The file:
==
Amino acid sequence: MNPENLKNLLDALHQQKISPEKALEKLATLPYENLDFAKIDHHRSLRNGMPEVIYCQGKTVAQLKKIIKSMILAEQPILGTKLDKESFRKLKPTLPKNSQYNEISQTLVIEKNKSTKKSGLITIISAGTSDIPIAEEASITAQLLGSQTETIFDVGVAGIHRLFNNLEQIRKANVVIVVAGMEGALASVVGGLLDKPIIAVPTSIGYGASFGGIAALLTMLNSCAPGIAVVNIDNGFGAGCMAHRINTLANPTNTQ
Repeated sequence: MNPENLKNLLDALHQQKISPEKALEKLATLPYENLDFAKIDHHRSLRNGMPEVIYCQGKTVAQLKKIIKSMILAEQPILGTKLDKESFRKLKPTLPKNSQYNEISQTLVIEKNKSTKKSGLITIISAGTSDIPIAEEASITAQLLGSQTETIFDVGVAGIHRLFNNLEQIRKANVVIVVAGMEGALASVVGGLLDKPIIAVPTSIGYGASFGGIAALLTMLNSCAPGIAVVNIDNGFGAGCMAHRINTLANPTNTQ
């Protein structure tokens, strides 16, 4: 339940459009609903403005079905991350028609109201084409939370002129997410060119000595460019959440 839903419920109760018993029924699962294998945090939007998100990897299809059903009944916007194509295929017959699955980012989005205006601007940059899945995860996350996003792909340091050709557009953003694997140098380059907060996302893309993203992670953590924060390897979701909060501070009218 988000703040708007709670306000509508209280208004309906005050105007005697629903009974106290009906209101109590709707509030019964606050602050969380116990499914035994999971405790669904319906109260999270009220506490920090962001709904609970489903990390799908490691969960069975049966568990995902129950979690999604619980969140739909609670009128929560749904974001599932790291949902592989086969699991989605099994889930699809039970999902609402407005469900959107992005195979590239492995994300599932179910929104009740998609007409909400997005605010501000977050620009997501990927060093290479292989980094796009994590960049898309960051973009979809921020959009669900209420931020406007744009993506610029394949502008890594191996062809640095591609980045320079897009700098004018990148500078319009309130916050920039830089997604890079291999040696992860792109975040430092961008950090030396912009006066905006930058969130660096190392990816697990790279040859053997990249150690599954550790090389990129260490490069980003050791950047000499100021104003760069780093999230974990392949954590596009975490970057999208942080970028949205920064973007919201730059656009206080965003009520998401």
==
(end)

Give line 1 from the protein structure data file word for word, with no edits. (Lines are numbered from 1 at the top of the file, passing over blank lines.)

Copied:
Amino acid sequence: MNPENLKNLLDALHQQKISPEKALEKLATLPYENLDFAKIDHHRSLRNGMPEVIYCQGKTVAQLKKIIKSMILAEQPILGTKLDKESFRKLKPTLPKNSQYNEISQTLVIEKNKSTKKSGLITIISAGTSDIPIAEEASITAQLLGSQTETIFDVGVAGIHRLFNNLEQIRKANVVIVVAGMEGALASVVGGLLDKPIIAVPTSIGYGASFGGIAALLTMLNSCAPGIAVVNIDNGFGAGCMAHRINTLANPTNTQ